EU tries to look beyond Greece to deepen China ties
The European Union will briefly put aside worries about Greece to broaden its relations with China at a summit in Brussels on Monday, hoping for Chinese investment in Europe's new infrastructure fund and support for a global climate deal.
As China seeks to move Sino-European ties beyond trade and win a bigger role in international affairs, the European Union is relieved to find a more cooperative partner, agreeing to play down tensions that have bedeviled relations in the past.
"This meeting will send a positive signal that China and the EU can push growth through reform and innovation," said Chinese Deputy Commerce Minister Wang Shouwen before the first summit between China's premier, Li Keqiang, and the new heads of the European Commission, Jean-Claude Juncker, and the European Council of EU leaders, Donald Tusk.
An expected multi-billion euro pledge by Beijing to invest in European telecoms infrastructure, reported first by Reuters earlier this month, is the most concrete sign that trade disputes and issues about China's human rights are no longer dividing Brussels and Beijing at the highest level.
While the amount is still to be decided, the pledge will mark the latest step in China's efforts to shape global economic governance and follows decisions by major EU governments to join the Chinese-led Asian Infrastructure Investment Bank (AIIB) in defiance of Washington.
Underscoring the change in tone, China's Li may hold a news conference at the EU summit, diplomats said.
In the past, the unwillingness of senior Chinese officials to hold news conferences following high-level meetings in Brussels was a source of conflict because the European Union prides itself on its openness to the media.
Monday's summit is also expected to be the occasion for China to boost its environmental credentials and voice solidarity with the European Union's push for a new global deal on climate change at U.N. talks late this year hosted by France.
China, the world's biggest polluter, has shifted its stance since the U.N. summit of 2009, the last attempt to reach a climate deal, as it faces social unrest because of pollution.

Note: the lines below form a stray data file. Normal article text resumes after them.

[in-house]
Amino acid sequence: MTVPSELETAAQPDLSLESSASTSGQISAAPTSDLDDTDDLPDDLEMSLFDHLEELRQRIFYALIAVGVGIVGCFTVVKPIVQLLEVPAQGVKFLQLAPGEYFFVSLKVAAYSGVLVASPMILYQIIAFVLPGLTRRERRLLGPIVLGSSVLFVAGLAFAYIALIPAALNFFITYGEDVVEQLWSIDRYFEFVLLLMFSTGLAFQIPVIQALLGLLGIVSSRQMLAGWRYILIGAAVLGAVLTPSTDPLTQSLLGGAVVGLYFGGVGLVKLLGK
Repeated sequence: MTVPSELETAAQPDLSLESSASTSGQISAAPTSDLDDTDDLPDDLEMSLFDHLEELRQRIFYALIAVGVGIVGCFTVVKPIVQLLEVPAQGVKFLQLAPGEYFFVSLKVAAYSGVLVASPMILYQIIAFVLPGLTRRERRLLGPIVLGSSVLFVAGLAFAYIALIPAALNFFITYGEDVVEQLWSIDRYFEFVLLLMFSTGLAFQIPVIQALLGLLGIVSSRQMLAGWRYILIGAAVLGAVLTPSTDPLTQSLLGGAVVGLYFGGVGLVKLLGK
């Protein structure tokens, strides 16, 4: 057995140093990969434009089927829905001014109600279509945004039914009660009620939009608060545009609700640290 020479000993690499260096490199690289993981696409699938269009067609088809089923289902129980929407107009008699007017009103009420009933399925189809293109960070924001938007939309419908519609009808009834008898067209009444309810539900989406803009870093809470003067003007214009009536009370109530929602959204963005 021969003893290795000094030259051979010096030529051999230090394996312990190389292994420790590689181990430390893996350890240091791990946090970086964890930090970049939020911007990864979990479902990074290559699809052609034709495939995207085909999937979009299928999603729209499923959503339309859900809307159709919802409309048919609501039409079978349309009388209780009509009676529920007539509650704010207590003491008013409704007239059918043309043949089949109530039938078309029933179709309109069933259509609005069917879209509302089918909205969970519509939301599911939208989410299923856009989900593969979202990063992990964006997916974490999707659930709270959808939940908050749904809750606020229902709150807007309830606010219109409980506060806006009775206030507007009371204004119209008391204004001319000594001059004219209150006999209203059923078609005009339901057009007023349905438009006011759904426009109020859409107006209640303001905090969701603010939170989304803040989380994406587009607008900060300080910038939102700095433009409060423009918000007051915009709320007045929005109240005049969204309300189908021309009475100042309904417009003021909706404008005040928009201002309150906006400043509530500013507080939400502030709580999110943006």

Beijing had said it will submit its plans for emissions reduction to the United Nations in the first half of this year. People familiar with the issue in both China and the European Union say Monday could be the day Beijing chooses, although it is unclear if the announcement will be made in Brussels.
TRADE TENSIONS STILL LURK
China, responsible for around 25 percent of all greenhouse gas emissions, has already said its emissions will peak "around 2030, with the intention to try to peak early". Diplomats have said China could also announce a new target for the carbon intensity of its economy for 2030.
Jos Delbeke, director general of the European Commission's climate department, said the significance of a formal Chinese pledge to the United Nations would be that "we are going to see more than half of the emissions in the world covered".
There are still trade tensions, however, as many in Europe refuse to see China as anything but a state-led and subsidized economy. That sets up a dispute next year over Beijing's bid to win a different status at the World Trade Organization that would make it harder for Europe to protect local industry.
The WTO recognized when Communist China joined the trade body in 2001 that its local prices are not set by market forces but expected that 15 years after the date of accession, Beijing would play less of a role in directing the economy.
"China is considered in the WTO setting as a developing country and at the same time, wants market economy status," said Italy's deputy economy minister Carlo Calenda, who is responsible for trade. "It is clear that it is not a market economy. So what are we debating?"